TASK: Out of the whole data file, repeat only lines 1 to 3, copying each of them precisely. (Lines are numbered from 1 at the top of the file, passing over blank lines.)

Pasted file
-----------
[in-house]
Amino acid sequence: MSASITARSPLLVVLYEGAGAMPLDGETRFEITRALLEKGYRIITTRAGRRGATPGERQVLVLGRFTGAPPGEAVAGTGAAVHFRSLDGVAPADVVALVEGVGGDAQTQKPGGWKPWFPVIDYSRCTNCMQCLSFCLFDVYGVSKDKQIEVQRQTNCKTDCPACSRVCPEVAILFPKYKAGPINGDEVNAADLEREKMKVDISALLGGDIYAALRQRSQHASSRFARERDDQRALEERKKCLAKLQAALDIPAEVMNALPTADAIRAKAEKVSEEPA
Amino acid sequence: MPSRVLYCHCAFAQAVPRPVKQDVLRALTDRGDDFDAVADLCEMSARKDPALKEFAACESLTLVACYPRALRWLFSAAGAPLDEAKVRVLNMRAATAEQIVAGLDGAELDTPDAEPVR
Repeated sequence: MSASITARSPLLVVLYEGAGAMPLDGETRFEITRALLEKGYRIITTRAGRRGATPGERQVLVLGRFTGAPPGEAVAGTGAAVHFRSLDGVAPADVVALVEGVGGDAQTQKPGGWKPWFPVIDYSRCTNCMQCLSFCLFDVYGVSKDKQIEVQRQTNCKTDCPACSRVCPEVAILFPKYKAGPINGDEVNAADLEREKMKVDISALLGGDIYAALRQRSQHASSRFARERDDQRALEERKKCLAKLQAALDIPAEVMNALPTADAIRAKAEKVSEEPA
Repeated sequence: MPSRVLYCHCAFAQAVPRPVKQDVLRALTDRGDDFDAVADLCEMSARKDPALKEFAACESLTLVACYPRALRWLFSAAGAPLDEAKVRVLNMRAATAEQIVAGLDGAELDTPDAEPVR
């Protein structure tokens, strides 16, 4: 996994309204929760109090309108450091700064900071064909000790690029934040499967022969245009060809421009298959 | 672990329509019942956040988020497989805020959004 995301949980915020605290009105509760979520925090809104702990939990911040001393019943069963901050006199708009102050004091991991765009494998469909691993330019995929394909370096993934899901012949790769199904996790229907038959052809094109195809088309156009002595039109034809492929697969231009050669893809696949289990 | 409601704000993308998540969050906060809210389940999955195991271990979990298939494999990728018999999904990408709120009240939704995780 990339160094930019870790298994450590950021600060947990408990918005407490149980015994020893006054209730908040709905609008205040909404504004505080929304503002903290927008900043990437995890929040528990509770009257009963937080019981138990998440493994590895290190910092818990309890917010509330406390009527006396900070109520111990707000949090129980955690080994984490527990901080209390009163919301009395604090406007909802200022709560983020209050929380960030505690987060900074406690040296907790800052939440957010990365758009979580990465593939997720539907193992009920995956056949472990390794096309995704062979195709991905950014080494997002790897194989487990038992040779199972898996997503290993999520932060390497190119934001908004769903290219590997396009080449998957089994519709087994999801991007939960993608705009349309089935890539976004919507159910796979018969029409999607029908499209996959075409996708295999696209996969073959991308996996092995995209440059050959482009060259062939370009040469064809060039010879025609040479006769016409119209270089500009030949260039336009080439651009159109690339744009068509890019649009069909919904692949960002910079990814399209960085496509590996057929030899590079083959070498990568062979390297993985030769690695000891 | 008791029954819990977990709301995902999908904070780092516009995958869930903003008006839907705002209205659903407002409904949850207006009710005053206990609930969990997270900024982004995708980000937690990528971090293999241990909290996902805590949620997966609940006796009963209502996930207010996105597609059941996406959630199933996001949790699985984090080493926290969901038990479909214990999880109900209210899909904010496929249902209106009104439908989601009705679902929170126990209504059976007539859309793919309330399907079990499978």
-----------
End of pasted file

[in-house]
Amino acid sequence: MSASITARSPLLVVLYEGAGAMPLDGETRFEITRALLEKGYRIITTRAGRRGATPGERQVLVLGRFTGAPPGEAVAGTGAAVHFRSLDGVAPADVVALVEGVGGDAQTQKPGGWKPWFPVIDYSRCTNCMQCLSFCLFDVYGVSKDKQIEVQRQTNCKTDCPACSRVCPEVAILFPKYKAGPINGDEVNAADLEREKMKVDISALLGGDIYAALRQRSQHASSRFARERDDQRALEERKKCLAKLQAALDIPAEVMNALPTADAIRAKAEKVSEEPA
Amino acid sequence: MPSRVLYCHCAFAQAVPRPVKQDVLRALTDRGDDFDAVADLCEMSARKDPALKEFAACESLTLVACYPRALRWLFSAAGAPLDEAKVRVLNMRAATAEQIVAGLDGAELDTPDAEPVR